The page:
provision on equality between men and women.   On September 18, 2000, 
with support of some NGOs, a dozen surviving " comfort women" brought a 
class action with a federal court in Washington D.C., demanding public 
apology and compensation from the Japanese government.   The US 
government, however, issued a statement of interest in July 2001, calling 
for dismissal of the lawsuit on the ground that recruiting of "comfort 
women" by the Japanese army during the Second World War was a "sovereign 
act." The statement aroused protects from the US National Organization 
for Women, the Truth Council for World War II in Asia and other NGOs.   
This incident, in its own way, reflects current conditions in protection 
of women's human rights in the United States and America's official 
attitude towards women's rights demand. 

    Violence against women is a serious social problem in the United 
States.   According to US official statistics, one American woman is 
beaten in every 15 seconds on average and some 700,000 cases of rape 
occur every year.   According to the 121st edition of the American Census 
published on January 24, 2002, in 1998 about one million people were 
suspected of involvement in violence between spouses and between men and 
women as friends.   In March 2001, Amnesty International USA issued a 
report after two years' investigation, saying that the human rights of 
female prison inmates in the United States are often fringed upon and 
that they often fall victim to sexual harassment or rape by prison 
guards.   Seven states even do not have laws or legal provisions banning 
sexual relations between prison officials and female inmates. 

    Protection of American children's rights is far from being adequate.  
 The United States is one of the only two countries that have not acceded 
to Convention on the Rights of the Child.   It is one of the only five 
countries that execute juvenile offenders in violation of relevant 
international conventions.   More juvenile offenders are executed in the 
United States than in any of the other four.   In 25 states, the youngest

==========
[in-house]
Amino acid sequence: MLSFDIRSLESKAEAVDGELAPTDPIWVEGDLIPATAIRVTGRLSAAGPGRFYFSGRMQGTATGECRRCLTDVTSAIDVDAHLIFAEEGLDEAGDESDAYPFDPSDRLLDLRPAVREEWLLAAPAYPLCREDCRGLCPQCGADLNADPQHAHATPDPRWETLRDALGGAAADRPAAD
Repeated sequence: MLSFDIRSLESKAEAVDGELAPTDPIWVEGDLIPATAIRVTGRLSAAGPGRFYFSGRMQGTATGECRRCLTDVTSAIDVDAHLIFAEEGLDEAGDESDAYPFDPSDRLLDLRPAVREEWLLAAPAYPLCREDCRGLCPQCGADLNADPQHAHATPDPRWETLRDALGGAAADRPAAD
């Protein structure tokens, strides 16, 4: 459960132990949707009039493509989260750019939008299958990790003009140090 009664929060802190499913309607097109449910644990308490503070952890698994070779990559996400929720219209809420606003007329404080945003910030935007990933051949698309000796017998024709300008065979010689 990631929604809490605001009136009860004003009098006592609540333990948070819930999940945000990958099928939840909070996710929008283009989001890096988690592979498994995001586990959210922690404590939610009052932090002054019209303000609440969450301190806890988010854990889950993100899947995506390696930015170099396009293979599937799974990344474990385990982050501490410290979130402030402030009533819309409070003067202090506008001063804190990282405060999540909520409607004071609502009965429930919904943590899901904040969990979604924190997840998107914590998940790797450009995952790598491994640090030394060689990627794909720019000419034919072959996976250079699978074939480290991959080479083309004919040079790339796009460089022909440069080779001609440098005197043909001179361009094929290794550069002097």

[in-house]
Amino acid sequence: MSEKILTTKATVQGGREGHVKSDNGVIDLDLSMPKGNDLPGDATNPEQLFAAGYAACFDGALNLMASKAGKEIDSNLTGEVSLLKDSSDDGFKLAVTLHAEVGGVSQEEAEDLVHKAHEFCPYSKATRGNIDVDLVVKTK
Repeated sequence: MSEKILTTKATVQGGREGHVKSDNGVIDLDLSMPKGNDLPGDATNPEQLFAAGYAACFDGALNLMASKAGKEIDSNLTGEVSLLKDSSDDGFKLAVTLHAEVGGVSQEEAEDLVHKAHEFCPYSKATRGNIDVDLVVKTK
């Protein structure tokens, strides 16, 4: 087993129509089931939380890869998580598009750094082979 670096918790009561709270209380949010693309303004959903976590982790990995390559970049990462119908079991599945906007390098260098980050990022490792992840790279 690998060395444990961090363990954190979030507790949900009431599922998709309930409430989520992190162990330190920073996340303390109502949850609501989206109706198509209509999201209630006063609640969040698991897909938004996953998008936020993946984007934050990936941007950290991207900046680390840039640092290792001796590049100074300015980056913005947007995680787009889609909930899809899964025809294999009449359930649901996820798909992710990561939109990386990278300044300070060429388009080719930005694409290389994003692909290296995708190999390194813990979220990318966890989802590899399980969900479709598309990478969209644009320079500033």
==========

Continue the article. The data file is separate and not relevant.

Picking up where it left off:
age eligible for death sentence is set at 17; and 21 states set that age 
at 16 or do not impose an age limit at all.   Besides, the United States 
is among the few countries where psychiatric and mentally retarded 
offenders could be executed.   According to the Human Rights Watch, in 
the 1990s, nine juveniles were sentenced to death in the United States, 
and the number was greater than that reported by any of the other 

    American children are susceptible to violence and poverty.   
According to a report published on November 28, 2001 by the US Violent 
Policy Center, analysis of the murder data released by FBI shows that 
from 1995 to 1999, 3,971 infants and juveniles aged one to 17 years were 
murdered in handgun homicides.   The firearm homicide rate for American 
children was 16 times the figure for children in 25 other industrialized 
countries.   Black children have the highest rate of handgun homicide 
victimization, seven times higher than that for white children.   In 
April 2000, the US Fund for the Protection of the Child published a green 
paper on conditions of American children.   It quotes the poverty 
statistics of the American government for 1999 as saying that more than 
12 million children were living below the poverty line set by the federal 
government, accounting for one-sixth of the total number of children in 
the country.   A report by the US Health and Public Service Department 
released at the beginning of 2001 says that 10 percent of the American 
children have mental health problems and that one out of every ten 
children and children in adolescence suffered from mental illnesses that 
are serious enough to hurt.   Nevertheless, those able to receive 
treatment could not exceed one- fifth. 

    The problem of missing children is serious.   Figures published by 
FBI in 2001 showed that in 1999, 750,000 children went missing, 
accounting for 90 percent of the total number of people who went missing 
in the year.   To put it another way, an average of 2,100 children at 17 
or younger went missing every day.   Since the Missing Children Act was 
enacted in 1982, the number of children registered by police as missing